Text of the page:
When I read Stewart Lewis’ piece about he and his wife Barbara’s discussions on all things NCFC, it struck a few chords and, in many places, gave me a fit of the giggles – as did some of the comments thereafter.
It made me realise that when your partner is also a City supporter, perspectives can be quite different, but my experiences have been slightly different to Stewart’s.
My good lady, Sue, is a Norwich girl through and through, born in Livingstone Street, and has followed City all her life. She taught this “incomer” – I’m not really but that’s another story – what it means to put your parts on, be a big ninny and the history of “Black Anna” and several more of the City pubs and more splendid buildings. And much more besides.
We were both individually at Wembley in 1985, 15 years before we met.
However, she thinks tactics are those overpriced plastic containers of mints on sale at petrol stations. Tiki-taka? Probably a rare bamboo (she’s a keen gardener).
But her philosophy is so refreshing. She wants us to score goals, not concede them and thus win matches. She knows the players of course and reads the game in a totally different way to me. Sue can spot a player who isn’t putting a shift in better than I can. Can’t she Nelson?
Best thing is though, when the game’s over, there’s no sulking from her side – if we lost, we lost. Move on. She’s got pictures to paint, dogs to walk and all the other things she enjoys so much more than football. She’s Norwich and proud but that’s really where it begins and ends. So, I can wallow in my own depression without having to discuss too much in detail.
Sue very rarely accompanies me these days apart from the odd away trip, but she knows exactly the mood I’ll be in when I get home from a match. I’m usually greeted with “I told you so”, “Bet that was good” or occasionally “Why do you keep spending your money on that carp”.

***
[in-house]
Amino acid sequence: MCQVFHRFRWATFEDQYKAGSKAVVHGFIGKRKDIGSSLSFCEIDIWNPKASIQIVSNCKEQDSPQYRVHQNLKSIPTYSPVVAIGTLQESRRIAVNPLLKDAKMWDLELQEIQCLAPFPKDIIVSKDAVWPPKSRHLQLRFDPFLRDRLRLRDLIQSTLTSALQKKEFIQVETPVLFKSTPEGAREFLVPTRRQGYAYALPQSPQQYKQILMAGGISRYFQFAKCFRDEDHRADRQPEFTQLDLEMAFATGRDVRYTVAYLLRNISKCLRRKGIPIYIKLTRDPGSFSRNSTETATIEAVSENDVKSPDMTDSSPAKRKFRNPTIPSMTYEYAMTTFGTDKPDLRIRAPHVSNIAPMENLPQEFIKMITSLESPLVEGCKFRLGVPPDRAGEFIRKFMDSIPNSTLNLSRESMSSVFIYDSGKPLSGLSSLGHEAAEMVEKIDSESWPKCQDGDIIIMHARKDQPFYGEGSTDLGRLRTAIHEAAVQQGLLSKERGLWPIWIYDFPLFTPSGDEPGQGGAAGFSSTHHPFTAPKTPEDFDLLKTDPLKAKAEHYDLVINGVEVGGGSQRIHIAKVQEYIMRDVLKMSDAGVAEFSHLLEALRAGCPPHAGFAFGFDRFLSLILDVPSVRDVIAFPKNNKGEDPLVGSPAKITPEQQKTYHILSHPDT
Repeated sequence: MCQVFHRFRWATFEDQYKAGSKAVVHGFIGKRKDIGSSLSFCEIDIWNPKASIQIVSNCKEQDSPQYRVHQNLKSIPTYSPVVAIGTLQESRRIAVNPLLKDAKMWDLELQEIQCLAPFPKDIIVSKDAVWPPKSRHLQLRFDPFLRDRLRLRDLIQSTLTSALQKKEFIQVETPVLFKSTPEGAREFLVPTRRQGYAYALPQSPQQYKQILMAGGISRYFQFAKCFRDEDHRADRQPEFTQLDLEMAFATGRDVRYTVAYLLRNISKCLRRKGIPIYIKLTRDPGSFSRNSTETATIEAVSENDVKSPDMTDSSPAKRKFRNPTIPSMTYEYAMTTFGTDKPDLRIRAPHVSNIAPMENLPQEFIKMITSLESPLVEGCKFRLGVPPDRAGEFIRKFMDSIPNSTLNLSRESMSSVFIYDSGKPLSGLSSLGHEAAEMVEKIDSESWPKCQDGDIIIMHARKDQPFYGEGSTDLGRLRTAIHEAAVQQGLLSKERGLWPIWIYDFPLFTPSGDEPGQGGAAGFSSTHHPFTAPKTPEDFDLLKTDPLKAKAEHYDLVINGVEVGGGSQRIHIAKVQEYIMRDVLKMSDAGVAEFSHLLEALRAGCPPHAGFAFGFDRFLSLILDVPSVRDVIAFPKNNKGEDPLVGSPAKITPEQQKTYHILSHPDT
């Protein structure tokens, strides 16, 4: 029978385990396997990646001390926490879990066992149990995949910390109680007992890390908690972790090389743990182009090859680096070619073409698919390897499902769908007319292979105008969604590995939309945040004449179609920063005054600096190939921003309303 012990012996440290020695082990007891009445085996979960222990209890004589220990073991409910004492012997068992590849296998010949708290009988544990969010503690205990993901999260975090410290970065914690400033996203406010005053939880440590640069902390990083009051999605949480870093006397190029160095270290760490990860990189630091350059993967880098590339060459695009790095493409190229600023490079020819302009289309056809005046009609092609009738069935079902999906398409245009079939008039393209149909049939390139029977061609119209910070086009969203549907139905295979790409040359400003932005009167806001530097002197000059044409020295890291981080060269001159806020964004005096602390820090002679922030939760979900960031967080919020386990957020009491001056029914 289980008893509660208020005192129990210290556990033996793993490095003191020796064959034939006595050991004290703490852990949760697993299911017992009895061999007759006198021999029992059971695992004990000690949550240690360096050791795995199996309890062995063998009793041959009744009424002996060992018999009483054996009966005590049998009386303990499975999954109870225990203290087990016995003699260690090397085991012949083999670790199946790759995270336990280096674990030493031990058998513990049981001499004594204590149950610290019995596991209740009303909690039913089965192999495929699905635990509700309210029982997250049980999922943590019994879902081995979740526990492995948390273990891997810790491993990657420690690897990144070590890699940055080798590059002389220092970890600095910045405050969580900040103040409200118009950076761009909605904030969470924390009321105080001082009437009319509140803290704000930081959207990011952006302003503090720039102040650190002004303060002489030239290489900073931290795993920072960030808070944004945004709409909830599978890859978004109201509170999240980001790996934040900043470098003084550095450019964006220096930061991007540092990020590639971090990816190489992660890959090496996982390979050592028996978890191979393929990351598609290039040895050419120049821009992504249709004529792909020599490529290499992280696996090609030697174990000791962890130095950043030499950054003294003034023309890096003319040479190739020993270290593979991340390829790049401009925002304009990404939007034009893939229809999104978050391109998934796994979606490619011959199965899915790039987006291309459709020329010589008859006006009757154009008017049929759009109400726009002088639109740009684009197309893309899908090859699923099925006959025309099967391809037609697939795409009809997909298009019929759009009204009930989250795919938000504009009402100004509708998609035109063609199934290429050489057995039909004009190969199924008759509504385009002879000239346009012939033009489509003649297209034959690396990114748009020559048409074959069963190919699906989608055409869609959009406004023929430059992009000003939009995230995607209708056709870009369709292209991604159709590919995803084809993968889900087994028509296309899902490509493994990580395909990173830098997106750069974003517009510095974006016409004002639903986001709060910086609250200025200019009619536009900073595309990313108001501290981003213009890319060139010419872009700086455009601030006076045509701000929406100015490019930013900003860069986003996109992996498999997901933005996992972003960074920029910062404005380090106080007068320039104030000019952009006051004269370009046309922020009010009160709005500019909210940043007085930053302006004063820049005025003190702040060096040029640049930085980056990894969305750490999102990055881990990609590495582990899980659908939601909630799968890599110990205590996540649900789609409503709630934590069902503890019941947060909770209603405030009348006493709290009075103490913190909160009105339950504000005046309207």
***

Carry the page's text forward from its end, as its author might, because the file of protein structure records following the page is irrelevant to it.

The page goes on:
She doesn’t often read my articles let alone proofread them, so poor old editor Gary is my only shield against typos. Something tells me she might read this one though.
She’s certainly had her moments.
Through circumstances, I went to the Boro play-off final on my own. I met lots of folks I knew both around and in the ground of course. I was so knackered that day I had to get a cab back home from the train station. When I crawled through the door I found Geezer the dog resplendent in an NCFC shirt – she had bought a child’s size from a charity shop and as soon as the whistle blew she ran it up on the sewing machine and there it was. A wonderful thing to come home to.
Then there was the abortive play-off final in Cardiff. Possibly the only time we’ve ever gone away on a coach. It was organised by the Hellesdon Bull and we had an overnight stop in the H*l*d*y Inn in Bristol. When the coach driver slung us out in Cardiff at about half eleven in the morning the pubs were already heaving and the bouncers were not letting any more people in. Anywhere. Suddenly she spotted that green and white sign 200 yards away – a H*l*d*y Inn. In we went but their doormen said no chance. Quick as a flash she produced our old room card with finger carefully located over the word “Bristol” and we were in.
Now I would never have thought of that.
The place was full of Bluenoses, but we found a Norwich table to sit at and enjoyed a thoroughly pleasant pre-match libation or six with some top-notch City supporters. Actually, the Brummie fans were great company too for what it’s worth.
And the youth cup matches (Forest and Chelsea home, Chelsea away) we went to were probably the most enjoyable City games we went to together.
To veer slightly back to Stewart’s piece, there is one discussion we do have at home on an occasional but consistent basis. Regular MFW readers will know I am not exactly an active supporter of the Smith regime, but Sue defends Delia to the hilt. We argue about lots of things (don’t we all) but she is quite an admirer. It stops short of vitriolic as it must, but it can get a little heated on occasions.
Sometimes she puts her parts on.